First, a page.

In the past year, 3-year-old Hayden Bryce Williams has endured more hurdles than the average child his age.
Hayden Bryce Williams, 3, who suffers from leukemia, plays with his action figures with his mother, Amity Williams, in Evans. Wesley United Methodist Church is holding a barbecue dinner fundraiser to help the family pay for his medical expenses.
Photo by Jim Blaylock
Bryce spends more time going to a clinic than playing outside.
"He can't go outside, because his skin is so sensitive to the heat," said his mother, Amity Williams, of Evans. "When he does, he has to play in a shaded area, and he has to wear bug spray, sunscreen and a heavy-duty mask to protect him from airborne germs."
And that's not all.
He can't play with animals, can't go to school or day care, and he has to get immunization shots every year just like a 6-month-old child. Medicine that he now takes for his condition has caused him to gain weight and possibly could stunt his growth. If he gets better, the medicine would no longer be needed and Bryce could return to his normal weight.
On Sept. 23, Bryce's mother learned he had been diagnosed with acute myelogenous leukemia. AML can develop when there is a defect in the immature cells in the bone marrow, according to the National Marrow Donor Program.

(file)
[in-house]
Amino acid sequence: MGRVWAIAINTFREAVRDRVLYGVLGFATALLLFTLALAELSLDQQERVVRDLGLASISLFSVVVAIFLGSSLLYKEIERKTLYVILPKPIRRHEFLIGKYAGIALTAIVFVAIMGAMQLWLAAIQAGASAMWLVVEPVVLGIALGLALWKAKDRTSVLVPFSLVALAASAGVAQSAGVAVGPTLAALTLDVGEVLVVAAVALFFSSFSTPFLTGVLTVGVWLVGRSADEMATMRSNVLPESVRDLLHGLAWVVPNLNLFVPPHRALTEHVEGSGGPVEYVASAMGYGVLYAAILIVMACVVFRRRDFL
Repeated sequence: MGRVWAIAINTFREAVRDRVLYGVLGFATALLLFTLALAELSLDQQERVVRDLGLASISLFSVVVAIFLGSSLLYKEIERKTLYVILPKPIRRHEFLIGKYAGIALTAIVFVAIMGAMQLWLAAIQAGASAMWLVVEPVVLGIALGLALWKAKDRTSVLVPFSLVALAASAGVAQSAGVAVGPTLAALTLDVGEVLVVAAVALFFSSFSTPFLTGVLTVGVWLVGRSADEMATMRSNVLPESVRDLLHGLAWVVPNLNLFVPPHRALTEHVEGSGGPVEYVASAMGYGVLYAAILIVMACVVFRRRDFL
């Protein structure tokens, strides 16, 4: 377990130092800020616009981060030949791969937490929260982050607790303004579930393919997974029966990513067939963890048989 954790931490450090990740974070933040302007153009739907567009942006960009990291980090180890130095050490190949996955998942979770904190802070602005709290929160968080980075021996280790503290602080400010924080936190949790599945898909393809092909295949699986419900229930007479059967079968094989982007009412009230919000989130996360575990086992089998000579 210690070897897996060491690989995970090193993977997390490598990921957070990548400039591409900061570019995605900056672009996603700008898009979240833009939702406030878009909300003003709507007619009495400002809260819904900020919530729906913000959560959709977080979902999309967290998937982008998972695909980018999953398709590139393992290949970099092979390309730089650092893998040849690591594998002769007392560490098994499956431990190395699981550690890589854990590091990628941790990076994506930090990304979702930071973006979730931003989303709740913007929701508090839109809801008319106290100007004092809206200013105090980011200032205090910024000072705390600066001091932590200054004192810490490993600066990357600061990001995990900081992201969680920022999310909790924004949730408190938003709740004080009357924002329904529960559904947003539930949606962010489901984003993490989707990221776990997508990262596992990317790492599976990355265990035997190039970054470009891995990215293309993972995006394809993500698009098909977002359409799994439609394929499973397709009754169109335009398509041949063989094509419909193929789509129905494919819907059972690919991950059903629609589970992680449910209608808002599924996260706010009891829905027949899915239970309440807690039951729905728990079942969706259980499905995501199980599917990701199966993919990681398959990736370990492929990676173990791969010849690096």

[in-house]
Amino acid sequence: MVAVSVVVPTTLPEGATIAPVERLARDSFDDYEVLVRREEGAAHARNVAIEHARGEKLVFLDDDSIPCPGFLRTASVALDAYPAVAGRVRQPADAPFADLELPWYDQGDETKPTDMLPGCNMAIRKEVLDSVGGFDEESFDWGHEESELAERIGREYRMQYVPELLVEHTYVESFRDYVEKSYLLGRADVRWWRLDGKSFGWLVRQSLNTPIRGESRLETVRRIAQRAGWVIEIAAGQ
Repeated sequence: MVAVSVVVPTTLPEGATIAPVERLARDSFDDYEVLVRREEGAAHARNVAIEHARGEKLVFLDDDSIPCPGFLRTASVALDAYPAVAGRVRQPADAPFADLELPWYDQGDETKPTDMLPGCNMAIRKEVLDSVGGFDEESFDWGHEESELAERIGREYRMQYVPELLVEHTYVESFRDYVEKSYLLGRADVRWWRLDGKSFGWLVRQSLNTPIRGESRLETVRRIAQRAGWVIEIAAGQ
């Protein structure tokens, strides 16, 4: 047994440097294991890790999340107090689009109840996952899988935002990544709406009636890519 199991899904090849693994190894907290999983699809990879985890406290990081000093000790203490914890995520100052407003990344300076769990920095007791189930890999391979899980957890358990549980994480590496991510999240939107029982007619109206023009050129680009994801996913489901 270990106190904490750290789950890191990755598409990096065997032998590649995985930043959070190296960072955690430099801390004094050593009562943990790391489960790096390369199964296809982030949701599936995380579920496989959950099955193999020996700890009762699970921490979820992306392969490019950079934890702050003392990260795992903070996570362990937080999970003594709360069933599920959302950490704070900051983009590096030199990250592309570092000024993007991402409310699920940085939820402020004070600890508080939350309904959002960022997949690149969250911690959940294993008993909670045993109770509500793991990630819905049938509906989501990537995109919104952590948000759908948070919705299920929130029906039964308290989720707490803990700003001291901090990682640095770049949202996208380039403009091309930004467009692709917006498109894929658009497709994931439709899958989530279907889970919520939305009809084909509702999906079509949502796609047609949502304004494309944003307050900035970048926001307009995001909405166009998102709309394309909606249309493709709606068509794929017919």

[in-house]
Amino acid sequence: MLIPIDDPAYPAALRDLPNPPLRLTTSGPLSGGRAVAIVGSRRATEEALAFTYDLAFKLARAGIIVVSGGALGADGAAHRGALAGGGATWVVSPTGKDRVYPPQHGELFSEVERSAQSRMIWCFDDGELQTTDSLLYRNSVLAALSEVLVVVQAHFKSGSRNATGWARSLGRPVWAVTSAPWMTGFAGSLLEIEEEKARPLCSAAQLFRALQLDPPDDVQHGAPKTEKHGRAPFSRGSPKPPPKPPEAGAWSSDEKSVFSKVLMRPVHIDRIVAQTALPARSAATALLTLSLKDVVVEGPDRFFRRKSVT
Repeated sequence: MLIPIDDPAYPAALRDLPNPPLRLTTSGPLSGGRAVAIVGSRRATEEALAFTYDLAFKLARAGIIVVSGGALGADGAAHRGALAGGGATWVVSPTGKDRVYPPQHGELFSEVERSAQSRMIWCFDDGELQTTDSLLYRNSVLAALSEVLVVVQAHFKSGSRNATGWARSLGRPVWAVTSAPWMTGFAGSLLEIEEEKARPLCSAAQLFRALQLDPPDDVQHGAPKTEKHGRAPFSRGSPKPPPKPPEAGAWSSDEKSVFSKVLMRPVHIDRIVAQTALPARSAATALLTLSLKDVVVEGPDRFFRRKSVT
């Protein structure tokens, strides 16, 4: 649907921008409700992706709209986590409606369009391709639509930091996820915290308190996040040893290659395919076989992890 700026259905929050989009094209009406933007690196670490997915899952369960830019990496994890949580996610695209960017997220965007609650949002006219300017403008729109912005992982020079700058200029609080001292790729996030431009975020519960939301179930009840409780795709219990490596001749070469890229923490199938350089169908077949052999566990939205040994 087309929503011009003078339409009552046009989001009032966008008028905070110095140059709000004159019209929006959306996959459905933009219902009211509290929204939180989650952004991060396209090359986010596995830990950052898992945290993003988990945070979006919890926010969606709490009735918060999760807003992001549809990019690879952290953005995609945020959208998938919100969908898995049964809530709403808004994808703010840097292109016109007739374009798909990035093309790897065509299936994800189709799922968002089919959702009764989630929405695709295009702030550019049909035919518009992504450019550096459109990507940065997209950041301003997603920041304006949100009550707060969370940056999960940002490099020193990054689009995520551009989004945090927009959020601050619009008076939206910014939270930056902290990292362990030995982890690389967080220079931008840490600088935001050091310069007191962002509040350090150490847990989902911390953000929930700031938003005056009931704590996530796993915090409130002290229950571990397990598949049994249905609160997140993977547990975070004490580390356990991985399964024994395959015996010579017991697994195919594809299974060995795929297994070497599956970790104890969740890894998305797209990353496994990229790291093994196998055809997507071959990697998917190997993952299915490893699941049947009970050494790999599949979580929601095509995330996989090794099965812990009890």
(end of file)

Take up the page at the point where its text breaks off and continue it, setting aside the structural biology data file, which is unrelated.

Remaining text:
After the diagnosis, Williams was forced to quit her job, and she now struggles to make ends meet to care for Bryce and his 6-year-old brother, Holden.
Help is on the way, though.
Today, Wesley United Methodist Church will hold a barbecue dinner fundraiser from 10 a.m. to 2 p.m. at the church, 825 N. Belair Road in Evans, to help the family with medical and living expenses.
When Bryce went into remission, doctors told his mother that the first option was to get him a bone marrow transplant, but unfortunately, a donor could not be found. As a result, doctors decided to perform a stem-cell transplant on Bryce on Jan. 19 at Duke University Medical Center in Raleigh, N.C., where Bryce and his mother had stayed until May.
"The doctors basically told us that they were going to bring him to the brink of death and bring him back to life," Bryce's mother said. The transplant killed white and red blood cells and blood platelets and put new blood into his system.
It's been four months since Bryce and his mother have returned from North Carolina to their Evans home, and things are looking up.
His mother said his health is improving and there have been no signs, so far, that the cancer is returning.
"We take it one step at a time," she said, adding that she misses her son being able to do normal things. "If we can make it to a year without any problems, then the chances of having a relapse goes down every year."
Despite the challenges Bryce has battled, he continues to keep a positive attitude.
"He's a good kid," said his grandmother, Donna Kennedy. "He's a fighter."
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